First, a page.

University of Tulsa College of Law
In reviewing three books, Robert Spoo's Without Copyright, Bill Herman's The Fight for Digital Rights, and Aram Sinnreich's The Piracy Crusade, for Tulsa Law Review's annual book review volume, this paper explores new themes and structures in Supreme Court cases about intellectual property. Studying the new histories and processes described in the books under review helps reveal constitutional equality frameworks in Supreme Court cases about intellectual property usually understood as cases about congressional deference and property rights. This article explains how many of these Supreme Court cases about IP reflect a range of equality modalities - e.g., Aristotelian, anti-subordination and distributive justice (basic capability equality) - to make sense of IP regulation as consistent or inconsistent with the constitutional prerogative of “progress.” Concerns over dignity interests, anti-hierarchy values, and a preference for a legal regime that leans more explicitly towards distributive justice than an unregulated market populate the Supreme Court cases. This paper looks closely at a handful of Supreme Court cases - such as Eldred, Grokster, and Golan - to show how each reveals arguments with one (if not more) of these constitutional modalities of equality as their central structuring mechanism.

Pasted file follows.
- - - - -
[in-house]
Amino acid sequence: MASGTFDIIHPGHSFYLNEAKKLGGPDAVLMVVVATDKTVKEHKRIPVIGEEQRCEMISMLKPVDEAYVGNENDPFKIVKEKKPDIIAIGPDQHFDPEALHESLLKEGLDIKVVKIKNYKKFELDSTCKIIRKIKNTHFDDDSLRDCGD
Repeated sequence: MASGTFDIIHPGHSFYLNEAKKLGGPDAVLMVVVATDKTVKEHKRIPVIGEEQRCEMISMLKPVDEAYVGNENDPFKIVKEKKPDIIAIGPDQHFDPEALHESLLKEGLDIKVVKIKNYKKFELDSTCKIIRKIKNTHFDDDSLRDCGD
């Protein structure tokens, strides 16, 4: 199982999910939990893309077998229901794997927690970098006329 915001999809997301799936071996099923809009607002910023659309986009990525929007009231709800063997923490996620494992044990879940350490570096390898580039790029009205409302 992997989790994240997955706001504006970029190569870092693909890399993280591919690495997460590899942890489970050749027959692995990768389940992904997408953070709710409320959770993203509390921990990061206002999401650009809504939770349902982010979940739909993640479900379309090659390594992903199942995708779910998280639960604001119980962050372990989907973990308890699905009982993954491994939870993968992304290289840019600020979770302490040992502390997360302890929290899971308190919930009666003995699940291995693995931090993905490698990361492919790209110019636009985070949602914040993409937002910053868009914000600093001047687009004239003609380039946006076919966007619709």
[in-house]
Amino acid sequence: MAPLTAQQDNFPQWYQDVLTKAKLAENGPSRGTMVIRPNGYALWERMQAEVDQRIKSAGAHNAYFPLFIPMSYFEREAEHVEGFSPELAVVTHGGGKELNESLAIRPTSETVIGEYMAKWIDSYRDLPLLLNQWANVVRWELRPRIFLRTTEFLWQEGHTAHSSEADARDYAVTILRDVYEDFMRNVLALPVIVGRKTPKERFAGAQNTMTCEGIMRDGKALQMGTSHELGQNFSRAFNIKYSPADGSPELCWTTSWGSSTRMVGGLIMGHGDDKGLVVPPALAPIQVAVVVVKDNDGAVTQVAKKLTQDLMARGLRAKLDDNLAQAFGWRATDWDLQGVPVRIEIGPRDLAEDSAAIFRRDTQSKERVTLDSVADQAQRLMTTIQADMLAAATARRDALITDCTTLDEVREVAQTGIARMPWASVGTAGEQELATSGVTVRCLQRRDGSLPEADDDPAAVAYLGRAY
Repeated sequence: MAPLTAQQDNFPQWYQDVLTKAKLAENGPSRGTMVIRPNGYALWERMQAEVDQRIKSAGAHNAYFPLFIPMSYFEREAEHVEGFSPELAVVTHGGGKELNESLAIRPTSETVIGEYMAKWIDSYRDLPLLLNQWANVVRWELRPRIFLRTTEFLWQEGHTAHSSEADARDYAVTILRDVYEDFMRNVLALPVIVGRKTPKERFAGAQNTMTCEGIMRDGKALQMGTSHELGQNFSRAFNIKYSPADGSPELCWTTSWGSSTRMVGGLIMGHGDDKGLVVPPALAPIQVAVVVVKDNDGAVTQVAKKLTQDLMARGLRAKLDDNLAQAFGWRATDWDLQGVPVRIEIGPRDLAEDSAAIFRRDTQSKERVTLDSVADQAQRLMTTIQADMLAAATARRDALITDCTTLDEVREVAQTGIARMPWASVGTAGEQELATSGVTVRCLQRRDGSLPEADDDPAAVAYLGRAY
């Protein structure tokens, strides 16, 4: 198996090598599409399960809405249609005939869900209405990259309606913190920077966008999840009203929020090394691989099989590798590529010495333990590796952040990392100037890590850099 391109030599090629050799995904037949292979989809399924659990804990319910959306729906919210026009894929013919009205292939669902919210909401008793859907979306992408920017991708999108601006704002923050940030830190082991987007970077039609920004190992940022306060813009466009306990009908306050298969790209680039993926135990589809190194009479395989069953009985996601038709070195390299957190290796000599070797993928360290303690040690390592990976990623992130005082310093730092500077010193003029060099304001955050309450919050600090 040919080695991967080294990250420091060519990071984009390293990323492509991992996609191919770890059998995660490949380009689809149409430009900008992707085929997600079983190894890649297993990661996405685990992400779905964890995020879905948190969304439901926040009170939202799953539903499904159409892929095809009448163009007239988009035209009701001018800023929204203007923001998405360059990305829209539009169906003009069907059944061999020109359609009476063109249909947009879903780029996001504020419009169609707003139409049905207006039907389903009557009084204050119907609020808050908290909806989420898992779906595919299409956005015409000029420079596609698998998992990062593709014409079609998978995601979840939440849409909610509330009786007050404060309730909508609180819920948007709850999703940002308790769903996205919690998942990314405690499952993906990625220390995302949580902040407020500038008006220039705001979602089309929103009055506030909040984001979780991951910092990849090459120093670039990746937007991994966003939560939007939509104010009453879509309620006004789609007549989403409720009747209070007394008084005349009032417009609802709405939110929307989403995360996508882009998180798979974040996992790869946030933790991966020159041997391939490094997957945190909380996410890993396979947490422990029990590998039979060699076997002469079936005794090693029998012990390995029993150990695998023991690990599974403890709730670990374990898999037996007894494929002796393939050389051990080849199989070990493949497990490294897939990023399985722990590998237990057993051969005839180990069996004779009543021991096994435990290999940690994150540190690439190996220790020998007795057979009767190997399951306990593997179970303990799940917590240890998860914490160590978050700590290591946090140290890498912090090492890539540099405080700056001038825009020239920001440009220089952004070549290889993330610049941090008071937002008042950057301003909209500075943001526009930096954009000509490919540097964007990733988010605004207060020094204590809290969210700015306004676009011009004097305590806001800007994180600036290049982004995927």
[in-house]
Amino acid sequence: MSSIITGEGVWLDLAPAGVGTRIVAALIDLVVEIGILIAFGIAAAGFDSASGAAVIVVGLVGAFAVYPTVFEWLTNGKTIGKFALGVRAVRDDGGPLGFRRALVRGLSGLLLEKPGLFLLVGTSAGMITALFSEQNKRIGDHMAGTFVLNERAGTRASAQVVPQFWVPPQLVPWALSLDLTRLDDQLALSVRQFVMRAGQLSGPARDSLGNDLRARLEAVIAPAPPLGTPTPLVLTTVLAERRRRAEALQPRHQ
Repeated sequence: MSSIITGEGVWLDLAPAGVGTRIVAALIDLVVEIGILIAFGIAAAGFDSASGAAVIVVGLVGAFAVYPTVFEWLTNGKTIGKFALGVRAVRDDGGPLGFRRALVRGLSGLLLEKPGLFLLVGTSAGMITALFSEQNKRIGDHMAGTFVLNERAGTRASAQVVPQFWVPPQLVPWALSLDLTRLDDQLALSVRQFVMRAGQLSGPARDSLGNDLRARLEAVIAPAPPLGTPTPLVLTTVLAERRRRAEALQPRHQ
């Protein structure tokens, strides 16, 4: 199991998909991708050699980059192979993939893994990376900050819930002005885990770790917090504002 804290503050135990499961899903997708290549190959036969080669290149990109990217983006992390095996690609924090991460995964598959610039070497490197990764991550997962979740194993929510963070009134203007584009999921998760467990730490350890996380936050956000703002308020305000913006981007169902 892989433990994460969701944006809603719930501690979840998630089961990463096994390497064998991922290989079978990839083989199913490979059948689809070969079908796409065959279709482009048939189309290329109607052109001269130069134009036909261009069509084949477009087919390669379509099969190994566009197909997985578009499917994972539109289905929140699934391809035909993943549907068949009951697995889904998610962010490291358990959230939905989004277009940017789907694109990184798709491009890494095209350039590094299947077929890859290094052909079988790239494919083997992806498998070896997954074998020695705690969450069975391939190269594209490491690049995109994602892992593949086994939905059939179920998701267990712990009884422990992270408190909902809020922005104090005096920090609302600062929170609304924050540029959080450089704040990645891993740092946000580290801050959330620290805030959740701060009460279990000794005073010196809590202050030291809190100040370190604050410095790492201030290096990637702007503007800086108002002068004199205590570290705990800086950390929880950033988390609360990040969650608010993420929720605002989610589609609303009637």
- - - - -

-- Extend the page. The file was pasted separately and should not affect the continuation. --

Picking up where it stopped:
Reading Intellectual Property Law Reform through the Lens of Constitutional Equality,
Tulsa Law Review
Available at: https://scholarship.law.bu.edu/faculty_scholarship/1094